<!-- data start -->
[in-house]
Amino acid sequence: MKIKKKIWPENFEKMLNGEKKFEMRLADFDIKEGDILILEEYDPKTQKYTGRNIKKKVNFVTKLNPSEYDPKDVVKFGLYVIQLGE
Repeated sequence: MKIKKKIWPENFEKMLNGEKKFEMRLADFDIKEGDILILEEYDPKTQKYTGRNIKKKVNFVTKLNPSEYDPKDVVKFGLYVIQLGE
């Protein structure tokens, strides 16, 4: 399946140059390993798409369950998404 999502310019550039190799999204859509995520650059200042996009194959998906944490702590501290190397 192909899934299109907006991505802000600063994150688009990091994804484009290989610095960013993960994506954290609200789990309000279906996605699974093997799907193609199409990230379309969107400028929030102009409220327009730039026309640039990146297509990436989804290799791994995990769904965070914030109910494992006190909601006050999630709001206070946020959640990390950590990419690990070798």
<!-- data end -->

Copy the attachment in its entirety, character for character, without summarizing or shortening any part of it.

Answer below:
[in-house]
Amino acid sequence: MKIKKKIWPENFEKMLNGEKKFEMRLADFDIKEGDILILEEYDPKTQKYTGRNIKKKVNFVTKLNPSEYDPKDVVKFGLYVIQLGE
Repeated sequence: MKIKKKIWPENFEKMLNGEKKFEMRLADFDIKEGDILILEEYDPKTQKYTGRNIKKKVNFVTKLNPSEYDPKDVVKFGLYVIQLGE
């Protein structure tokens, strides 16, 4: 399946140059390993798409369950998404 999502310019550039190799999204859509995520650059200042996009194959998906944490702590501290190397 192909899934299109907006991505802000600063994150688009990091994804484009290989610095960013993960994506954290609200789990309000279906996605699974093997799907193609199409990230379309969107400028929030102009409220327009730039026309640039990146297509990436989804290799791994995990769904965070914030109910494992006190909601006050999630709001206070946020959640990390950590990419690990070798």